The FAFSA Simplification Act has recently been passed by Congress to streamline the financial aid process for students and families. Among other key changes this legislation will reduce the total number of questions students see when filing the FAFSA, attempts to clarify the questions that will be asked, and will aim to increase Federal Pell Grant eligibility. While in some cases the FAFSA simplification could increase some students’ financial aid eligibility, others may see a decrease in aid. Key changes that can impact the application process and resulting financial aid offers for students are outlined below.
Key changes include, but are not limited to:
Most of the changes related to FAFSA simplification will begin with the 2024-2025 application. Due to the changes, the 2024-2025 FAFSA will not be available as of the traditional October 1 date. The anticipated launch date of the 2024-25 FAFSA will be in December 2023.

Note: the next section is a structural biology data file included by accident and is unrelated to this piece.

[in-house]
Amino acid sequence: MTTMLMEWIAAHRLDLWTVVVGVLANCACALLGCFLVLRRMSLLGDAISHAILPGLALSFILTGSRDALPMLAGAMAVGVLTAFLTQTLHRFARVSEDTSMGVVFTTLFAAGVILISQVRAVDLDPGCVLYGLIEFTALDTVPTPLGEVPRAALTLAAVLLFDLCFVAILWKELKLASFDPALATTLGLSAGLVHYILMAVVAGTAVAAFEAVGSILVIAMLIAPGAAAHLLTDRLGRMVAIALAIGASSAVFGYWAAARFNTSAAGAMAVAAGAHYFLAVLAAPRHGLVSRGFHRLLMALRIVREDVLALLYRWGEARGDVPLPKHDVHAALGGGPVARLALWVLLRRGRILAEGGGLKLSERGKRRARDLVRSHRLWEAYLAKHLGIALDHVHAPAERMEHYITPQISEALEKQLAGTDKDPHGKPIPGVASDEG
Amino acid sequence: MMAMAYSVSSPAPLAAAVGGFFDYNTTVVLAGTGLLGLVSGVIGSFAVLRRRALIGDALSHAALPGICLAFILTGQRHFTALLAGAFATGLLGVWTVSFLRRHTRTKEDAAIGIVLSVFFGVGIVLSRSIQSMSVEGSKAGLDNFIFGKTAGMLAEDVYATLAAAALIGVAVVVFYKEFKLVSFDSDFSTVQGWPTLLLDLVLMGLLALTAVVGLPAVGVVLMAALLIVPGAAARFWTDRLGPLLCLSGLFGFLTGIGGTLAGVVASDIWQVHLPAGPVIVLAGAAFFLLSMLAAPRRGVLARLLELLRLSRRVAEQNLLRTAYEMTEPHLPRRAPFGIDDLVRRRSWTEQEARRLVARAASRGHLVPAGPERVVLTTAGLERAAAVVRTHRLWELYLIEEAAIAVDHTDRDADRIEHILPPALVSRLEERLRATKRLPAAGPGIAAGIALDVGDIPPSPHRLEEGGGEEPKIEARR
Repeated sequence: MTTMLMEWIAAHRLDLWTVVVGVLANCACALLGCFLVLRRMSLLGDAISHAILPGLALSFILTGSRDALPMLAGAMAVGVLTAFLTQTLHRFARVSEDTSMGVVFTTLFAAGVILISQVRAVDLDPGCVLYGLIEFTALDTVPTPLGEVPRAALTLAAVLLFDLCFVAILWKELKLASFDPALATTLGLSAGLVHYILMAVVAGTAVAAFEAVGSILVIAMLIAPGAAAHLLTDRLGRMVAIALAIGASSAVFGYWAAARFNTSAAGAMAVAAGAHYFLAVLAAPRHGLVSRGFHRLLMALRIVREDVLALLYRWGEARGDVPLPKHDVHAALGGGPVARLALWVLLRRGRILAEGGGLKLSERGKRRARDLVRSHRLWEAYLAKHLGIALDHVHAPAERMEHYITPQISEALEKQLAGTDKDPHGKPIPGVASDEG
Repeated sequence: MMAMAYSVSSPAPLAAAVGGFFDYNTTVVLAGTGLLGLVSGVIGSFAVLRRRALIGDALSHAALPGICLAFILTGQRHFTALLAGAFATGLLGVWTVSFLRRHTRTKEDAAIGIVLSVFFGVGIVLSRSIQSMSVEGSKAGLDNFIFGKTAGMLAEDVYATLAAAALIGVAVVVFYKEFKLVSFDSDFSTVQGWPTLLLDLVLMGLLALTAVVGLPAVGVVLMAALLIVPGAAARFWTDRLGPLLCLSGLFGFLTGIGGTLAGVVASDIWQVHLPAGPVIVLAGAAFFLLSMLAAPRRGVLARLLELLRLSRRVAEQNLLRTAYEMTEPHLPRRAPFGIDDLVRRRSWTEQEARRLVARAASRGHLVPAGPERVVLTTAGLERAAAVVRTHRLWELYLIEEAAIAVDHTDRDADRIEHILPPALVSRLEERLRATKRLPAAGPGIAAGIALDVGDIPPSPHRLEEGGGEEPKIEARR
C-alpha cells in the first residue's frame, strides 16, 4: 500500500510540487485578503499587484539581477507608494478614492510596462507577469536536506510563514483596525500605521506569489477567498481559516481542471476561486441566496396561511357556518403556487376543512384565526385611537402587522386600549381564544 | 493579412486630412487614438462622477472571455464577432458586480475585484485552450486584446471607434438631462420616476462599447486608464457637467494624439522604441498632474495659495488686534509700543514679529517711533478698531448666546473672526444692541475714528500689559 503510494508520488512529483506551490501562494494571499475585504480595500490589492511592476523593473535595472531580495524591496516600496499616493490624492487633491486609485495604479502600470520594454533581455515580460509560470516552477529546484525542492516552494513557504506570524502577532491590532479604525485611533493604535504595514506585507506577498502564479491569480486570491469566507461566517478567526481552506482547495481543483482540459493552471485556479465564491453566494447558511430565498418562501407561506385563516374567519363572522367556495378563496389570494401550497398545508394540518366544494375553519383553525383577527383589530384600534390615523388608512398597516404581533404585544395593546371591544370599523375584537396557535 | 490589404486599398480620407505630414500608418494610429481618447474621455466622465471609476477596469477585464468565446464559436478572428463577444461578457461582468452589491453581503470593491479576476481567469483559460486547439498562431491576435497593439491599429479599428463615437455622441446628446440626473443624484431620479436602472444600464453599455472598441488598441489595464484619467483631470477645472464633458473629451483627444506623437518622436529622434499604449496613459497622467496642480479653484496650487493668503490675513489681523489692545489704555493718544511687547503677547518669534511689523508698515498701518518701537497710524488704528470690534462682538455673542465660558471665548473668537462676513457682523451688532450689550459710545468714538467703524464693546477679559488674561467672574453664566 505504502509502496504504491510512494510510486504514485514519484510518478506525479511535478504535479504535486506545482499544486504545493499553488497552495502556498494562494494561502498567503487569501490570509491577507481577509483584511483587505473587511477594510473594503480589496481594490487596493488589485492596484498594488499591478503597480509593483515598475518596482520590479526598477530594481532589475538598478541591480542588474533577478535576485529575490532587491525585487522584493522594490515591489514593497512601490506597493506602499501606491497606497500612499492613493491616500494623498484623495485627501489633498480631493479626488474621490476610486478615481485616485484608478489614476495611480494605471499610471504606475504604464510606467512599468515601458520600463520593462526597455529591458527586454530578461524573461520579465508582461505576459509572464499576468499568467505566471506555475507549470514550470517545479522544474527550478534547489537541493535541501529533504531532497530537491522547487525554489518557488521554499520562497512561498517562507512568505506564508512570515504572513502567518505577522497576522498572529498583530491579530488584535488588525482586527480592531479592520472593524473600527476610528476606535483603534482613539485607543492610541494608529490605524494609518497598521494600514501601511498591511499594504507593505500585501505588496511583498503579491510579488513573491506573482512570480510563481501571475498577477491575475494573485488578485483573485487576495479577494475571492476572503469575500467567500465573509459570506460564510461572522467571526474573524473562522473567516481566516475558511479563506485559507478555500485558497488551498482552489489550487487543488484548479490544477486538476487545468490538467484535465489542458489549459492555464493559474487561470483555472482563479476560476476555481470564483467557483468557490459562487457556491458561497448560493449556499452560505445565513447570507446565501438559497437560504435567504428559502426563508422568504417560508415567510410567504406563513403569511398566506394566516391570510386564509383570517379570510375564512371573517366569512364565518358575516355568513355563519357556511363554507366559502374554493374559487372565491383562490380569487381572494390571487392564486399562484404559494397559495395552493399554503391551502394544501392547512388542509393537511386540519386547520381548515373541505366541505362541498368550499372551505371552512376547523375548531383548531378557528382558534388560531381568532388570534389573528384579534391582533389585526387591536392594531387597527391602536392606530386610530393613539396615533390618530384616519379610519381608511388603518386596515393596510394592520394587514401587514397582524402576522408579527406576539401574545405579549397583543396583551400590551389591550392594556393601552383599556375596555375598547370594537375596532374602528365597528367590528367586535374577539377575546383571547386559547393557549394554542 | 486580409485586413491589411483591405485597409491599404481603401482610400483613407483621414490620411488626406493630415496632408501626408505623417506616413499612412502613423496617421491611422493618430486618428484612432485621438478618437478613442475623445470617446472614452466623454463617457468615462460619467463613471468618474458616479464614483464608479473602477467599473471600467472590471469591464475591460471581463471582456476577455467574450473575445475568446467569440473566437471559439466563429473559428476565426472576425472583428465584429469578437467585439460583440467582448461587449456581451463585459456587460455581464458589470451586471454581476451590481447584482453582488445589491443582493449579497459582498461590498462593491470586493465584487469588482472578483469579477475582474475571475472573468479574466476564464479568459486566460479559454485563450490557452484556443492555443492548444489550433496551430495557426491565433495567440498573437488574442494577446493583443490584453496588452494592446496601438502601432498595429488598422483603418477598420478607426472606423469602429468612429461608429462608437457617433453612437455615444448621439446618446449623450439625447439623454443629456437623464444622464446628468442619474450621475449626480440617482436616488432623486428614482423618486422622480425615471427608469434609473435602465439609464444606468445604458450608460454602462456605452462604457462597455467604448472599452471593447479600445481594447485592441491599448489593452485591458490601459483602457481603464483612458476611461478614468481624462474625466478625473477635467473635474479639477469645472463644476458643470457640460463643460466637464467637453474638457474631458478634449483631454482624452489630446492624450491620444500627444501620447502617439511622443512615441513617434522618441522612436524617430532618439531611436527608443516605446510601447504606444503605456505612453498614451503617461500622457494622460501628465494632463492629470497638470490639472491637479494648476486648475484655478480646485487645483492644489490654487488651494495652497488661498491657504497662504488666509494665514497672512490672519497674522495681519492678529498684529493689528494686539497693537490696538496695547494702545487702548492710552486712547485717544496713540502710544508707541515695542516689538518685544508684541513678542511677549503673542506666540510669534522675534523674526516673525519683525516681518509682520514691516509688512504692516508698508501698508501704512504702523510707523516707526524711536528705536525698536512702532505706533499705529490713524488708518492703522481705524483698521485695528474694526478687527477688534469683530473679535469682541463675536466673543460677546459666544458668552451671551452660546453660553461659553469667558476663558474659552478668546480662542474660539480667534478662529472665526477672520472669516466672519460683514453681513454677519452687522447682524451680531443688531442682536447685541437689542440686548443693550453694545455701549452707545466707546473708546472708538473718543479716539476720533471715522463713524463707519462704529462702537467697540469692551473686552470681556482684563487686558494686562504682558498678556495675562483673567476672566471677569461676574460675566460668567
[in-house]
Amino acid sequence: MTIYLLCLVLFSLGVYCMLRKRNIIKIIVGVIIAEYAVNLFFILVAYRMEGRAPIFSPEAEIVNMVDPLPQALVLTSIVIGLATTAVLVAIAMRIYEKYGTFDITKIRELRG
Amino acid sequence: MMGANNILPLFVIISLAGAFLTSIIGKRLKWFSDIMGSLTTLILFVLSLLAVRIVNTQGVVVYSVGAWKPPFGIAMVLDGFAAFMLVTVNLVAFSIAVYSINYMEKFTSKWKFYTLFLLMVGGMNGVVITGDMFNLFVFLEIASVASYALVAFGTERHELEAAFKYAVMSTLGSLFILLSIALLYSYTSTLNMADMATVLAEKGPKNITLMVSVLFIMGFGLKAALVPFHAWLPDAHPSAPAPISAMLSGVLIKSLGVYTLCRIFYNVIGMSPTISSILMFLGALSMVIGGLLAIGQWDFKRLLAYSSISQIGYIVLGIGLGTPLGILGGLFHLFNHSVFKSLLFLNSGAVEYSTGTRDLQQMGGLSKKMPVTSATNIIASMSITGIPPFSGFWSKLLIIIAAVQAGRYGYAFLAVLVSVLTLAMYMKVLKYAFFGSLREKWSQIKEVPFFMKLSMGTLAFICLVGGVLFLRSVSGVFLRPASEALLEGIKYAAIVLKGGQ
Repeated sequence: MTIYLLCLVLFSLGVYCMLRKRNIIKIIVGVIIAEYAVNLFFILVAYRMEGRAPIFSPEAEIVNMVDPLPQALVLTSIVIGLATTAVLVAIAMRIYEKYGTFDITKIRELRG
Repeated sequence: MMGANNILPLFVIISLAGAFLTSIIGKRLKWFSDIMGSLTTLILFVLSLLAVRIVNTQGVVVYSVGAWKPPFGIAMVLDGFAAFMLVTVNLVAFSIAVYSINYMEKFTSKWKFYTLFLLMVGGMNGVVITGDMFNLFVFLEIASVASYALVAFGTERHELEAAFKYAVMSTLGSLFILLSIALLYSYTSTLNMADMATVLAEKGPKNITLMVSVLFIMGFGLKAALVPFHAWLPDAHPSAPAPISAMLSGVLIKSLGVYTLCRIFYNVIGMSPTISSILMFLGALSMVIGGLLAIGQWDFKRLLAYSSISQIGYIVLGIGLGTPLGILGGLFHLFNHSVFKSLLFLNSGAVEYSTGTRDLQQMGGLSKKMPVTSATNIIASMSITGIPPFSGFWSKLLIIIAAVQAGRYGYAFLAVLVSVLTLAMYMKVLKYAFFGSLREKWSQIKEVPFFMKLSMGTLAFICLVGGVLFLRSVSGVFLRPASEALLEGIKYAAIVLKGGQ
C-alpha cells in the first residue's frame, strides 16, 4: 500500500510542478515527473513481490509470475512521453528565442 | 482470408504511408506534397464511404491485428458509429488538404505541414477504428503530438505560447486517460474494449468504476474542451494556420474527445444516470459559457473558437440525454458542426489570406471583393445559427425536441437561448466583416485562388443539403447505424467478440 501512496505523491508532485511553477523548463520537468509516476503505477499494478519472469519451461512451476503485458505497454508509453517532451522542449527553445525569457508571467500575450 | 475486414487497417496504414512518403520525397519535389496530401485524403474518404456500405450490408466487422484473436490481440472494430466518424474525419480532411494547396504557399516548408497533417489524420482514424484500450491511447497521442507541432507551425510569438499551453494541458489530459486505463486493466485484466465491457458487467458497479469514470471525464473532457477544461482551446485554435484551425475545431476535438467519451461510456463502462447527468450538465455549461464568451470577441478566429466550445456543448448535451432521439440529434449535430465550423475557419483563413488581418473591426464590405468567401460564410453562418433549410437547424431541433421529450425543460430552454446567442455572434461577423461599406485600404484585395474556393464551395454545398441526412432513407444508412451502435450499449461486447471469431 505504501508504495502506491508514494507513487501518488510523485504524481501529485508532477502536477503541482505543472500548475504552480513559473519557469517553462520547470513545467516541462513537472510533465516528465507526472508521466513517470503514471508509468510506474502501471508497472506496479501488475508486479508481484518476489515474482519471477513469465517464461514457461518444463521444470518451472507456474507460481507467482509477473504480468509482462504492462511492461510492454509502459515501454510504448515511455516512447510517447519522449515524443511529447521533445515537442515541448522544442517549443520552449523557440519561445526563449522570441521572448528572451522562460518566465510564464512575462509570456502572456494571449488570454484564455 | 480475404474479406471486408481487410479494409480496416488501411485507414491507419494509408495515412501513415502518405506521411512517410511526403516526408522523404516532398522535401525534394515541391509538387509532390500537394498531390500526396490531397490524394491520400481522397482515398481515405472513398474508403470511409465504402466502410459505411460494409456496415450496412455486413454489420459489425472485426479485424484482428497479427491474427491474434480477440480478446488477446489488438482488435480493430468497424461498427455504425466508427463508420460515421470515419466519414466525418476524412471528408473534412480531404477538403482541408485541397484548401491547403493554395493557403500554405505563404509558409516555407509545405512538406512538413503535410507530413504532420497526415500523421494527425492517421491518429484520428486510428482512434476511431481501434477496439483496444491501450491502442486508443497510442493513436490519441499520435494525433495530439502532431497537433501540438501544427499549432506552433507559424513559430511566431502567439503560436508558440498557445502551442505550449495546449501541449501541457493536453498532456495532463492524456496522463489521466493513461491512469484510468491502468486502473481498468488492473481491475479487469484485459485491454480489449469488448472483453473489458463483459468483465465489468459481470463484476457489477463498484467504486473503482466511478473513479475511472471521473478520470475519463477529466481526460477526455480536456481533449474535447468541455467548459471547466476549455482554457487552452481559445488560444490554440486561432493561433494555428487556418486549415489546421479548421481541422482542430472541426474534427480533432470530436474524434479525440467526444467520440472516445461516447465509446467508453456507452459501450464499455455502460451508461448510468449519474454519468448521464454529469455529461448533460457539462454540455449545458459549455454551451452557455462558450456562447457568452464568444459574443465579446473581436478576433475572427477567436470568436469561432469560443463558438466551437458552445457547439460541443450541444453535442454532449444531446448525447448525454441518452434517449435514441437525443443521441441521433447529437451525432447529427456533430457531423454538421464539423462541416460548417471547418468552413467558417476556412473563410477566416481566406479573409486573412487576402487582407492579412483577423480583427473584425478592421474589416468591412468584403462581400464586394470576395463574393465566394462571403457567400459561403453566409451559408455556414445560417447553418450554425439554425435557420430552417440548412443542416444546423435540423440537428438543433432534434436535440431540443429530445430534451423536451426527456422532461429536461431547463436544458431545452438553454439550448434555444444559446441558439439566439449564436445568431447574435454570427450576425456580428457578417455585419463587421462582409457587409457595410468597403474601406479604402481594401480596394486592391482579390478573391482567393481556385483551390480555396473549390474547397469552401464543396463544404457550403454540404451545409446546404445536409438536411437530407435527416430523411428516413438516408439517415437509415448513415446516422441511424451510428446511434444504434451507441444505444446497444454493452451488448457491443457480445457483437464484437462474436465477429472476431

The Estimated Family Contribution (EFC) has been replaced by the Student Aid Index (SAI). The SAI is a different way to determine aid eligibility.
The FAFSA Simplification Act expands the Federal Pell Grant to more students and will link eligibility to family size and the federal poverty level.
Schools will use the SAI to determine eligibility for federal financial aid programs.
SAI will no longer take the number of students in college into consideration. This may reduce need-based aid eligibility for current students with siblings in college.
For students whose parents are separated or divorced, the guidance on which parent income to report has changed to the parent who provides the most financial support to the student, rather than the parent who lives at the student’s primary residence.
Parents without a Social Security Number will be able to apply for an FSA ID. This will speed up FAFSA processing time as they’ll be able to submit the form online, rather than having to print, sign and mail their application.
Students who qualify for a dependency override due to homelessness or not being able to access their parents’ financials, no longer need to recertify their dependency status each year, unless their situation changes.
Male students under the age of 26 are no longer required to register with the Selective Service System to receive federal financial aid. However, Selective Service registration is still required for HOPE programs.